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Built after the American Civil War out of spite, Skinny House is the narrowest building in Boston …

Neil Patrick

In the North End of Boston, at 44 Hull Street, stands the Skinny House.

It is an extremely narrow four-storey house that is reported to have the “uncontested distinction of being the narrowest house in Boston”.

“As far as we know, it is the narrowest house in Boston”- notes the executive director of the Boston Landmark Commission.

At its widest point, it measures 10.4 feet width.

The Skinny House with Copp’s Hill Burying Ground in the foreground. Photo Credit

The Skinny House with Copp’s Hill Burying Ground in the foreground. Photo Credit

The house doesn’t have a front door, so it can only be entered by the alley. The back of the house is 9.25 feet wide. Inside the house, the walls are only 8.4 feet apart and none of them is over 9.2 feet apart.

At the narrowest interior point, it is only 6.2 feet wide, enough for an adult to stretch out their arms and touch both walls.

The house has only five doors, even though it has four storeys.

On the second floor is the living room and the bathroom, one of the few rooms separated by a door.

The last updated tax records, in June 2016, show that the owners are Spencer Welton and Jennifer Simonic who live, as Boston Globe noticed, “a vertical life”.

Jennifer explains:

We had a party of 10 one New Year’s Eve, and when one person had to go to the bathroom, everyone had to move…Once, unknown people just walked into our backyard and sat on our picnic table…”

They said to us: “We won’t be long, we just want to take a couple of pictures”. That had been bizarre!

Per Welton, who has a degree in architecture, says: “Instead of doors, we have floors between each space.When guests stay over, we put a mattress down on the closet floor. Except for the sleeping in the closet, it seems that they like it.”

The Skinny House stands near the top of Copp’s Hill, across the street from the historic Copp’s Hill Burying Ground and within sight of Old North Church, both official stops on Boston’s historic Freedom Trail Photo Credit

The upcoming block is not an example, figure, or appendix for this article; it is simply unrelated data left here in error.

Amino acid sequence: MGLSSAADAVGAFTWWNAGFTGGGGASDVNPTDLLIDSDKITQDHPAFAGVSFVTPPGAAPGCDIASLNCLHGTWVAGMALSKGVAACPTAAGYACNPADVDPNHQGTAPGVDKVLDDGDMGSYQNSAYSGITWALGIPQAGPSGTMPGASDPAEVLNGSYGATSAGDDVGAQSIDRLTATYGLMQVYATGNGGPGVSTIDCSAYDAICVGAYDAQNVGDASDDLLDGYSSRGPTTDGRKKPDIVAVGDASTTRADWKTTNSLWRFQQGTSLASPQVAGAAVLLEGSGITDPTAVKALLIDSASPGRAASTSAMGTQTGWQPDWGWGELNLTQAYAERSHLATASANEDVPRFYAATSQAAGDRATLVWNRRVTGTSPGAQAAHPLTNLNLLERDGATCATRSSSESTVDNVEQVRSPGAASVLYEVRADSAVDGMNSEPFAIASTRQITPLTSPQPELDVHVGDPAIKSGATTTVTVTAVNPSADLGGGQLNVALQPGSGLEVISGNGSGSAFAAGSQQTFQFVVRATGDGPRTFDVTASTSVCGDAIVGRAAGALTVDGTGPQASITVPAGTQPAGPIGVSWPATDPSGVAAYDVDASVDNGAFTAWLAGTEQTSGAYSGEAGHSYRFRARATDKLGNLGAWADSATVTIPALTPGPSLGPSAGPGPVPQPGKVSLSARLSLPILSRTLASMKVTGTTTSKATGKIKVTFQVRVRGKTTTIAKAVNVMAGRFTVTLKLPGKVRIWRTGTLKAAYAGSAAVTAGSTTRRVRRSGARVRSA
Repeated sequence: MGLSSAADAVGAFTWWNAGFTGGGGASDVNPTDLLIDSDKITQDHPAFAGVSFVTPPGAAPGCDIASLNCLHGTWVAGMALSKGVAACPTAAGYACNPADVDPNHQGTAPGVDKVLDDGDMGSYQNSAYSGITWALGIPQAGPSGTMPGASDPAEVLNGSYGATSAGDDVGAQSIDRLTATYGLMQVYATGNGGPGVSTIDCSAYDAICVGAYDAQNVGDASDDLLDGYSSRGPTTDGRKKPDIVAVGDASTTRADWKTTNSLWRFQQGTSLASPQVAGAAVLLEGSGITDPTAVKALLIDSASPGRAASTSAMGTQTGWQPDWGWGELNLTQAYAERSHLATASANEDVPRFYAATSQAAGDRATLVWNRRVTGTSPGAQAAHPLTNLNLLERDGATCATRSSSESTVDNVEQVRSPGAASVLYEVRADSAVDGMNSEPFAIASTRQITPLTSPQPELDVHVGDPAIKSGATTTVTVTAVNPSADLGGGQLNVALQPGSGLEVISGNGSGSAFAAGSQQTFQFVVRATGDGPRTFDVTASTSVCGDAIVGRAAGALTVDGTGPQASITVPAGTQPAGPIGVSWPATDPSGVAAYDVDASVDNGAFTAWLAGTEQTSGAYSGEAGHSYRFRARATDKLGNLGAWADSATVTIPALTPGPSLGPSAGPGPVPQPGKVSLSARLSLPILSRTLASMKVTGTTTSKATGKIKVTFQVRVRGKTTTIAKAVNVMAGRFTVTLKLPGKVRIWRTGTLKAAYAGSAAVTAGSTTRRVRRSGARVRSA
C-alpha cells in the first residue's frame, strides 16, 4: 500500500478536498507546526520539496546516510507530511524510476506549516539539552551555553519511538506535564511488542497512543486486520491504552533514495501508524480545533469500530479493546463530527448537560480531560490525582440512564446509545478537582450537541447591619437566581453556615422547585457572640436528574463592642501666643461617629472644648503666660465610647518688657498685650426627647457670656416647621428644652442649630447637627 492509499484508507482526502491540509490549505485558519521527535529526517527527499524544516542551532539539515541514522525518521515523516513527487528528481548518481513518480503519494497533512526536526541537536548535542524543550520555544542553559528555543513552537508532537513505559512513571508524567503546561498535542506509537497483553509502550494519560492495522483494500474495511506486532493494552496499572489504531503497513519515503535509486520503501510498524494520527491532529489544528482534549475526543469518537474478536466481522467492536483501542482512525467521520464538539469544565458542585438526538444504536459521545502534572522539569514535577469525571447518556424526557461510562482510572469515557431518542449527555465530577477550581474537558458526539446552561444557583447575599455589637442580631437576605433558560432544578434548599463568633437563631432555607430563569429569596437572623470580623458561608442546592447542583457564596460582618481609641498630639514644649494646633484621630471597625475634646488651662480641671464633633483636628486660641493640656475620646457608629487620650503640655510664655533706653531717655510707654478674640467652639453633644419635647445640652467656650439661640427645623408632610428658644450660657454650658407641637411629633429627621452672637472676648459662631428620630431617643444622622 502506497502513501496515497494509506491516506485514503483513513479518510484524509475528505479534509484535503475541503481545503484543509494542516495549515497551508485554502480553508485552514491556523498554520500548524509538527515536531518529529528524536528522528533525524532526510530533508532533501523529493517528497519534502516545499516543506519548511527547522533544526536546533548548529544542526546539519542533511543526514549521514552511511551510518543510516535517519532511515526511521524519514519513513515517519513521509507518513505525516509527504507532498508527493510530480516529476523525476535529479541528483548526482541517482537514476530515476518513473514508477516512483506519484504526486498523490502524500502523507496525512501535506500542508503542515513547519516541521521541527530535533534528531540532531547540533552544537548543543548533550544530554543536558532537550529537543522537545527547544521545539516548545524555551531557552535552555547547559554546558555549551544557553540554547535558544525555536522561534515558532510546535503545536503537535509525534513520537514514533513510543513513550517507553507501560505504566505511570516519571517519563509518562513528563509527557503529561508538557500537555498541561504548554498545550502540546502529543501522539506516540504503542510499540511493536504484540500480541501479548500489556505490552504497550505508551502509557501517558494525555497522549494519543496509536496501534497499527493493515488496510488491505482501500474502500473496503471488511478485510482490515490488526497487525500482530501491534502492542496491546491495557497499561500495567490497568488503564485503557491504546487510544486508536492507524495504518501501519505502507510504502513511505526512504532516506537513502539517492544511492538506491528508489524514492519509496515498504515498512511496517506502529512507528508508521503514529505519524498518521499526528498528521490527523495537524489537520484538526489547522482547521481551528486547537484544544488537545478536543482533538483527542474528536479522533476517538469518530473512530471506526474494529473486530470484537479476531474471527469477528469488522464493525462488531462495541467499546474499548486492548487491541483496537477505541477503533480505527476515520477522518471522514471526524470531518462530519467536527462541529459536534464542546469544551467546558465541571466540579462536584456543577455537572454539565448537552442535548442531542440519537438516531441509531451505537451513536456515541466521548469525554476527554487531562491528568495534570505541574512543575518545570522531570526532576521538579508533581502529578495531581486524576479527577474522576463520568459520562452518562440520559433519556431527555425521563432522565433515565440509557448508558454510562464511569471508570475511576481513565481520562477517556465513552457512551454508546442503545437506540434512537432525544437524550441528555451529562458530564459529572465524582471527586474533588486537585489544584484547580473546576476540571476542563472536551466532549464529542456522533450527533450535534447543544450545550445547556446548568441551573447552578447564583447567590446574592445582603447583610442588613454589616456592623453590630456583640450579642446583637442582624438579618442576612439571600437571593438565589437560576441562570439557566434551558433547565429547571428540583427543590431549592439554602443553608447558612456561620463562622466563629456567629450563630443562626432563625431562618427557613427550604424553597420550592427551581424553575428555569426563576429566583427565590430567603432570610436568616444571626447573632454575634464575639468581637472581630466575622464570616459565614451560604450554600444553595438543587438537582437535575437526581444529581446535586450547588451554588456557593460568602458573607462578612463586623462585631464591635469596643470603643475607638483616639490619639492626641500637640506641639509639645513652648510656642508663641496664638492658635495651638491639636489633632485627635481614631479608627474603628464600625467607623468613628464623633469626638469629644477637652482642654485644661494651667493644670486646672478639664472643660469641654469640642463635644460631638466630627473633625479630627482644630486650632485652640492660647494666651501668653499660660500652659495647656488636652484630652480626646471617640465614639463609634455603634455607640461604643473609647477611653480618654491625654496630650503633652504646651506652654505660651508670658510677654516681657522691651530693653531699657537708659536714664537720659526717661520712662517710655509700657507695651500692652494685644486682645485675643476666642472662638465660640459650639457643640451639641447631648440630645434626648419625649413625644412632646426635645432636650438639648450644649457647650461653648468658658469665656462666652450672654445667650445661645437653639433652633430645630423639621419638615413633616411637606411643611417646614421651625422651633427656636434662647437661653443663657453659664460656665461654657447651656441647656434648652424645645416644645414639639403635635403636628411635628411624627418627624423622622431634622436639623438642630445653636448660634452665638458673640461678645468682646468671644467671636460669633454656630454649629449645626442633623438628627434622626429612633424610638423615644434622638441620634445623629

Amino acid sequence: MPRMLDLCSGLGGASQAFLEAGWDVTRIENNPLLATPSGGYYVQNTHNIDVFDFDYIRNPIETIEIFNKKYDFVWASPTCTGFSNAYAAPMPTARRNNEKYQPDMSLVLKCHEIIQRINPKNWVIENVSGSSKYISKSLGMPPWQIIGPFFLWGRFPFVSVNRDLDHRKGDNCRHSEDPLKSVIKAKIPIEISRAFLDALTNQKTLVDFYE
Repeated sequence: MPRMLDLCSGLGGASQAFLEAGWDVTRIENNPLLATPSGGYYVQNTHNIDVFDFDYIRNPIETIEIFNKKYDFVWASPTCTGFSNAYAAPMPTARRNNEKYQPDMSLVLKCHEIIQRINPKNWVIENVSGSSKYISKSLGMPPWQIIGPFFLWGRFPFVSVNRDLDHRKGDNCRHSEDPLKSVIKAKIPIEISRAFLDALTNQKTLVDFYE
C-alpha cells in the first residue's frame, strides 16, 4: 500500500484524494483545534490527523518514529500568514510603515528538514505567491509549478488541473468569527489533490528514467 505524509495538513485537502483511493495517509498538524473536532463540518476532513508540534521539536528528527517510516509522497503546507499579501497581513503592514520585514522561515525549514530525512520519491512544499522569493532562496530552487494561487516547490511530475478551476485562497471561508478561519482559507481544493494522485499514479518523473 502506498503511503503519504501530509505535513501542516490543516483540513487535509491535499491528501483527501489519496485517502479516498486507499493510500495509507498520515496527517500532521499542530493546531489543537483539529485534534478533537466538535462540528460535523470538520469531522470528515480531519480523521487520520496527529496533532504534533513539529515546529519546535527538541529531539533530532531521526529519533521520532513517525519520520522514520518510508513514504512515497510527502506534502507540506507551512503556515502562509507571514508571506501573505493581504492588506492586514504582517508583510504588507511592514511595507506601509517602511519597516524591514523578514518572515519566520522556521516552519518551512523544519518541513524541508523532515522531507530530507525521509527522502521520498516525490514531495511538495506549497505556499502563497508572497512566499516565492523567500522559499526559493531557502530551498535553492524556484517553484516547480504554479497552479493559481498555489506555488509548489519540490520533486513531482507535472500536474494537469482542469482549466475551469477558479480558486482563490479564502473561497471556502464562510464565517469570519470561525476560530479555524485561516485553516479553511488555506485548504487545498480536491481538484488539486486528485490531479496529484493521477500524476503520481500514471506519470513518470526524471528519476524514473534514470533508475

The Skinny House stands near the top of Copp’s Hill, across the street from the historic Copp’s Hill Burying Ground and within sight of Old North Church, both official stops on Boston’s historic Freedom Trail Photo Credit

The house was built as a “spite house”, shortly after the American Civil War.

According to a local legend, two brothers inherited a piece of land from their father.

One of them was away, serving in the military, while the other built a large home on the property, leaving his brother only a very narrow part of the land which was too tiny to build.

When the other brother returned, he found his inheritance almost gone and built the narrow house to spite his brother by blocking out the sunlight and ruining his view.

The Skinny House stands near the top of Copp's Hill, across the street from the historic Copp's Hill Burying Ground and within sight of Old North Church, both official stops on Boston's historic Freedom Trail. Photo Credit

The Skinny House stands near the top of Copp’s Hill, across the street from the historic Copp’s Hill Burying Ground and within sight of Old North Church, both official stops on Boston’s historic Freedom Trail. Photo Credit

According to a legend, its unnamed builder erected it to shut off air flow and cover light from the hoe of a hostile neighbor (also nameless) with whom he had a dispute…It is believed that it was built after 1874.

According to an archivist assistant at the Boston City Archives, the footprint of 44 Hull Street appeared in The Hopkins Atlas of 1874, Boston Proper. In 1884, the land was split into five lots.

The smallest of the lots measured only 274 square feet.

The tax records show that the house has 1,166 square feet of living space, two bedrooms, and one bathroom.

Here is another wacko “house” story from us: Trust us – Stump houses were a thing….

On January 1st, 2016, the total estimated value of the lot and the home was $526,400.